CONFERENCES & SYMPOSIA: Past Symposia
Symposium on New Archival and Ethnographic Technologies
Our Keynote Speaker was Dr. Michael Frisch, Professor of History and American Studies and Senior Research Scholar, at the University at Buffalo, SUNY. The New Archival and Ethnographic Technologies Symposium was one culmination of New York Folklore Society’s Archive Appraisal and Improvement Initiative. Archivists and folklorists participating in the DHP Initiative in 2005 and 2006 were invited to attend, along with archivists, oral historians, and folklorists at other institutions and organizations across the state.
- Friday, June 9th, 2006
9:30 to 3:30 with lunch on site
The Henry A. Wallace Center at the
FDR Presidential Library and Home in Hyde Park, New York
The New York Folklore Society presented its June 2006 Symposium on New Archival and Ethnographic Technologies Friday, June 9th, 2006, at the Henry A. Wallace Center at the FDR Presidential Library and Home in Hyde Park, NY. Further information on the site is available at: http://www.fdrlibrary.marist.edu/index.html.
Dr. Michael Frisch is Principal of The Randforce Associates LLC, based in the UB Technology Incubator, where he has been pioneering new ways of digitally indexing audio and video documentation.
Working initially to extend the uses of Interclipper, digital indexing software developed for market research, the Randforce team is now combining a variety of digital tools to meet the diverse challenges of projects that range from oral history to ethnographic collections to qualitative analysis in public health and social science. His presentation explored the transformative implications of new capacities for working with audio and video documentation.
During the symposium, participants in the 2005 NYFS DHP (Documentary Heritage Program) Initiative, a grant-funded statewide archive appraisal and improvement project, were given time to meet and discuss their experiences. We devoted an afternoon session to learning more about the Ethnographic Thesaurus Project at the Library of Congress. Frisch’s abstract and bio are given below.
We thank the FDR Library and Home for their willingness to host our symposium at the Wallace Center.
Michael H. Frisch is Professor of History and American Studies/ Senior Research Scholar at the University at Buffalo, SUNY. He is an American social and urban historian who has been involved for many years in oral and public history projects, often in collaboration with community history organizations, museums, and documentary filmmakers. His urban history and public/oral history interests came together in Portraits in Steel (1993), a book and associated GANYS exhibit in collaboration with the noted documentary photographer Milton Rogovin. The project documented in oral history and photographic portraiture the lives of Buffalo area steelworkers before and after the plant closings of the 1980s; it received the Oral History Association’s Best Book prize for 1993-1995. Frisch is the author of A Shared Authority: Essays on the Craft and Meaning of Oral and Public History (1990). He has served as editor of the Oral History Review (1986-1996); as President of the American Studies Association (2000-2001); and as a board member for the New York Council for the Humanities and the Federation of State Humanities Councils. His recent work in new oral history applications of new media technology is being developed through his consulting office, The Randforce Associates, LLC, based in the University at Buffalo’s Technology Incubator.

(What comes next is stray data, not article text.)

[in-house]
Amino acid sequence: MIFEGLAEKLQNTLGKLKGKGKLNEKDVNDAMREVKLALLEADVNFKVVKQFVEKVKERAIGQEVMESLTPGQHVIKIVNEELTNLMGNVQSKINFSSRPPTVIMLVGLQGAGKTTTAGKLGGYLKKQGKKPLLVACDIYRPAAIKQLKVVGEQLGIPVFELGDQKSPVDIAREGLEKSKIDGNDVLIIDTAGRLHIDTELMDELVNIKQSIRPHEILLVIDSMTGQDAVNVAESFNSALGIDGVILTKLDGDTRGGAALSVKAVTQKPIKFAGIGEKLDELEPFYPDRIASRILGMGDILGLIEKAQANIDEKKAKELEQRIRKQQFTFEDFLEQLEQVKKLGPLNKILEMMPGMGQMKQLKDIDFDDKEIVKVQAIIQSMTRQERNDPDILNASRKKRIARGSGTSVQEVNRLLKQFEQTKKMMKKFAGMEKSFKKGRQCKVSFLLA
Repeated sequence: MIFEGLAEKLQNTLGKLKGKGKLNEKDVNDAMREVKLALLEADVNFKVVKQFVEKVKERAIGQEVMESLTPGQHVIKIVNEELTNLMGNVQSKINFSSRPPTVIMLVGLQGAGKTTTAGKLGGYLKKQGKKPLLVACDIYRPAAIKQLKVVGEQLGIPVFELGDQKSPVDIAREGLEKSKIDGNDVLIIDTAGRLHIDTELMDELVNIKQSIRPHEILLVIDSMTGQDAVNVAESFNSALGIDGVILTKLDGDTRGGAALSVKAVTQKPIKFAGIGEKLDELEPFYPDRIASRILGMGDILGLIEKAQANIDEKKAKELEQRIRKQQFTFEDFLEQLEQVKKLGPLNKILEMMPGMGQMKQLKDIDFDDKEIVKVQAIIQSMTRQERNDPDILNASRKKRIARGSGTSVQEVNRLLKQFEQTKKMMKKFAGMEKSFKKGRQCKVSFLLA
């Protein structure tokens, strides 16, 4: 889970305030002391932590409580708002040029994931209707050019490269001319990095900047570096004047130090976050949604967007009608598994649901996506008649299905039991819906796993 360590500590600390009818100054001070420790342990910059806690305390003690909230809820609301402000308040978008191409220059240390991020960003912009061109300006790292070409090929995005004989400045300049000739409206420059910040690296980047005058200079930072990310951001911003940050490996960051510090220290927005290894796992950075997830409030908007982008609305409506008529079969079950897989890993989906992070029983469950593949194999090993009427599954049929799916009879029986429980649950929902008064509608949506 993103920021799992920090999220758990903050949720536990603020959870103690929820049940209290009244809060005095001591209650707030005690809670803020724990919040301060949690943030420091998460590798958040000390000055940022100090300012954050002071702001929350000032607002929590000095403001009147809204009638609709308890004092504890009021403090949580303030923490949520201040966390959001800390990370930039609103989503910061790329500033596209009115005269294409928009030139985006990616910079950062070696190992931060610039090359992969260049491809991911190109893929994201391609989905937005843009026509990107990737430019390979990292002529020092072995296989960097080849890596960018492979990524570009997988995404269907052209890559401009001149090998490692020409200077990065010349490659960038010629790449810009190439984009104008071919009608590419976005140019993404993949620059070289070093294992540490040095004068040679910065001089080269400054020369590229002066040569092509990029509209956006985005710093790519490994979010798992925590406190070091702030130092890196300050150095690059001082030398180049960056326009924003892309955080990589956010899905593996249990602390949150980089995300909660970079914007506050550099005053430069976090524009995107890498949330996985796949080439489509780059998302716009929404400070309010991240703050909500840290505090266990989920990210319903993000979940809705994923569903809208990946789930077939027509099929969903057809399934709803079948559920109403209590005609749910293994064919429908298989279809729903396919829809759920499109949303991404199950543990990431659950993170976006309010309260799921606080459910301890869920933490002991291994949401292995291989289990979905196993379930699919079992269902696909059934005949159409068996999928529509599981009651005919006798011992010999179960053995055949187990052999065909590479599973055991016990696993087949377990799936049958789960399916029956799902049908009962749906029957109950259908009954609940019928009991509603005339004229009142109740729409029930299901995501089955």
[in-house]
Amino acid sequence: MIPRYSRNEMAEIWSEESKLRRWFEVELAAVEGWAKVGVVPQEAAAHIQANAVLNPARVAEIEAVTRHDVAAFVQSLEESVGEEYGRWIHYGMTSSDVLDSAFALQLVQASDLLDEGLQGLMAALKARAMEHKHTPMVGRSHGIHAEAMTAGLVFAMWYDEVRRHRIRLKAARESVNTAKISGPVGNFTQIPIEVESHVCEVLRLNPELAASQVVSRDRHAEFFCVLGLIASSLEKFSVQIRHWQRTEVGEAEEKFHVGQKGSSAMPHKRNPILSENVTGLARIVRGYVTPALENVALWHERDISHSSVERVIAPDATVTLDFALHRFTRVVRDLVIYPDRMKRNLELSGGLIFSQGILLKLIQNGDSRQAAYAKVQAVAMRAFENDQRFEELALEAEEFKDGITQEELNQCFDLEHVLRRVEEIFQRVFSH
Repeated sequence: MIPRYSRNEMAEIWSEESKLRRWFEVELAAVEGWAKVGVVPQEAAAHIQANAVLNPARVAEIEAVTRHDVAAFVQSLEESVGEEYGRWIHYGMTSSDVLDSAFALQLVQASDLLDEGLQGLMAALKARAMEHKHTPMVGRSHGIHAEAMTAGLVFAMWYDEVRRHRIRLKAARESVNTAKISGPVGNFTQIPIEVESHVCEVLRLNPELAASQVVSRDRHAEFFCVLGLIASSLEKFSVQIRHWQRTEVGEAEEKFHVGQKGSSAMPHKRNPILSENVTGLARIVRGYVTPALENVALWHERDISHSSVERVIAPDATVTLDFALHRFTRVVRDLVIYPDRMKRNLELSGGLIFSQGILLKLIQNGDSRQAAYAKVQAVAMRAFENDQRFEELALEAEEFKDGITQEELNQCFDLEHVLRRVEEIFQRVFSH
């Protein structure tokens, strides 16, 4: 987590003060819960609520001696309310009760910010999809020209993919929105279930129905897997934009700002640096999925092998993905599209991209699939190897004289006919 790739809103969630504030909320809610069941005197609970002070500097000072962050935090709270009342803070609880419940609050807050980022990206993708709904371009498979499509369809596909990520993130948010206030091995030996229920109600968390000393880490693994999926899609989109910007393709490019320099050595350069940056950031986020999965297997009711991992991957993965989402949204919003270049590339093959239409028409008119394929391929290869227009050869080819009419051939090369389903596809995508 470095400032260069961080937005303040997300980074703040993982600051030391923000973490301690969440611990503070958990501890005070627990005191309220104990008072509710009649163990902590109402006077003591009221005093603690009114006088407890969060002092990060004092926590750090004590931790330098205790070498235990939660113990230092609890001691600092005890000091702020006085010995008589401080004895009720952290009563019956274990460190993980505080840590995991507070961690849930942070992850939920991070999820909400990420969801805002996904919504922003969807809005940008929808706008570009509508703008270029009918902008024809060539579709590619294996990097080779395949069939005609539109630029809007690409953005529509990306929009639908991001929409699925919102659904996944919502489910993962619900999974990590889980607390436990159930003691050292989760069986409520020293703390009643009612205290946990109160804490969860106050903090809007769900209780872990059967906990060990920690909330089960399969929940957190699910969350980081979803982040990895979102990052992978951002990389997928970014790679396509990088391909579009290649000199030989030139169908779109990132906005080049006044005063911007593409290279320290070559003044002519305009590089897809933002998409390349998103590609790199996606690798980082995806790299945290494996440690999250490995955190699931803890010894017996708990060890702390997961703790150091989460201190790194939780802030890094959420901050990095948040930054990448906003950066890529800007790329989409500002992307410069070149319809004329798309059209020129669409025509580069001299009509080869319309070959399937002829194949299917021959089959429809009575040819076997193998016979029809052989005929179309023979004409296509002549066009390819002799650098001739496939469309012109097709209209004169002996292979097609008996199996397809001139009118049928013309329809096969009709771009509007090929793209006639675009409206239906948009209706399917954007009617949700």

Putting the “Oral” Back in Oral History and Other Recuperations of The Primary, or, How Emerging Information Technologies Transform Folkloric, Ethnographic, and Oral History Collections
Audio and video documentation is conventionally encountered in one of two states—relatively “raw,” in archived collections, and relatively “cooked,” in constructed, selective, and linear documentary forms. In this presentation, I discuss and demonstrate how new digital tools open an important non-linear, multi-pathed ground between these poles. By permitting direct indexing, cross-referencing, and searchable access to audio and video documentation—to collections of recorded voice or music and, in video, to bodies, gestures, performance, and non-verbal demonstrations—these tools stand in sharp contrast to conventional modes grounded in the limited (and limiting) world of text transcription and broad-brush content summaries.
Because audio/video indexing means the entire content can be usefully, intelligently, and instrumentally mapped and searched, archival documentation becomes something more than a “raw” collection. And the same tools make it much easier to “cook”—to explore a collection, select and order meaningful materials, and export them instantly for a range of presentational or analytic purposes. In this way, documentary exploration and representation becomes a far more democratically sharable process.
I argue that these dramatic new tools restore the rich primacy of audio and video documentation in folklore, ethnography, and oral history collections, leading to powerfully transformative dimensions of analysis, utility, engagement, and presentation. As such, they promise to narrow dramatically the distance between the archival and the scholarly, at one end, and public access, educational use, and community engagement at the other.
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